A Dark and Quiet Place accompanies a new moving image work of the same name by Australian artist, David Noonan. Both the film and this artist’s book present a meditation on performance, its associated apparatus, and the physical and imaginary domains they inhabit.
That this is Noonan’s first film work in over a decade is significant, as his practice since has frequently referenced both the material qualities of film and projection, and an ongoing interest in the slippages between figuration and pure abstraction.
For the book, the artist has worked closely with award-winning design studio A Practice for Everyday Life to disassemble the film work back into a rhythmic sequence of still images, employing both the language of design and Noonan’s characteristic strategies of layering and manipulation.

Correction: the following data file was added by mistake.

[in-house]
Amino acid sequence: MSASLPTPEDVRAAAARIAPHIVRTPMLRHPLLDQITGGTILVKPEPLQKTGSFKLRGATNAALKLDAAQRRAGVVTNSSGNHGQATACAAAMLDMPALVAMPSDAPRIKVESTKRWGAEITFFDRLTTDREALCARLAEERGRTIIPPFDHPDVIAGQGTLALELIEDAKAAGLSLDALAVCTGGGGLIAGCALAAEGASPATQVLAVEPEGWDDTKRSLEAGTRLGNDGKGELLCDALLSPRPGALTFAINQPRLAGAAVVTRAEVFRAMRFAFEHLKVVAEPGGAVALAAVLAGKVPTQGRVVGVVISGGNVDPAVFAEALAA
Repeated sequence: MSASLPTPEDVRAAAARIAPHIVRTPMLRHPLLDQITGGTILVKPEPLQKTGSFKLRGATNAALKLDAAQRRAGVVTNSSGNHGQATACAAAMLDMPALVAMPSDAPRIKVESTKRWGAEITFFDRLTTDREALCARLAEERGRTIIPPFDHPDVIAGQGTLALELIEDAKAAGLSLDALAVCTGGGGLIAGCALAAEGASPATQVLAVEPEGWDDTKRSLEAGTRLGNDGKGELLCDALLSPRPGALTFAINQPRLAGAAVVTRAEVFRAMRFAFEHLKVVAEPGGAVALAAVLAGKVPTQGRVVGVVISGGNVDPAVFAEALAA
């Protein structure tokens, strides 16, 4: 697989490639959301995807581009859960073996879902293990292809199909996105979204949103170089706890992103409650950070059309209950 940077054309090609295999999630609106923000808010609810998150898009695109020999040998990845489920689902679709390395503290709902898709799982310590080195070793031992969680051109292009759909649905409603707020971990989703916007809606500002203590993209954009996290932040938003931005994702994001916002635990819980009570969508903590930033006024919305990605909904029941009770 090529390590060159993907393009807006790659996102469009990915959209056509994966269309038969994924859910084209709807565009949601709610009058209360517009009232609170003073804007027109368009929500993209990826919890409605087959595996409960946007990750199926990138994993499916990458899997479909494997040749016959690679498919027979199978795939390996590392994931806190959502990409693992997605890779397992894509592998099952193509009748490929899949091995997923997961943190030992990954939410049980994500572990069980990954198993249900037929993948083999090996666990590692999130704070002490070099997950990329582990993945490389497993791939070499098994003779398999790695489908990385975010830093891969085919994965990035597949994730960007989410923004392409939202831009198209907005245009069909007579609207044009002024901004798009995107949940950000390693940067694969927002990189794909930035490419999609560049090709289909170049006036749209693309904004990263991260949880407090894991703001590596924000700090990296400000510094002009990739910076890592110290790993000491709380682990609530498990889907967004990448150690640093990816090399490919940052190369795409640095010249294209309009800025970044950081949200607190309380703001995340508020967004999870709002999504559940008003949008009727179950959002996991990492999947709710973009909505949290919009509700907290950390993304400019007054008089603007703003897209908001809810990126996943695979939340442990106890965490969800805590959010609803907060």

More than a series of film stills, the images that make up this book acquire their own intrinsic quality, proposing new spatial configurations and performative actions.
In response to the work, renowned author Brian Dillon presents a piece of fiction at once speculative and rigorously rational, in which geometric shapes become performers, diagrammatic grids become complex stage sets, and the supremacy of the body is thrown into doubt.
Noonan has had major solo shows at the Australian Centre for Contemporary Art, Melbourne (2009), Chisenhale Gallery, London (2008), and Palais de Tokyo, Paris (2007).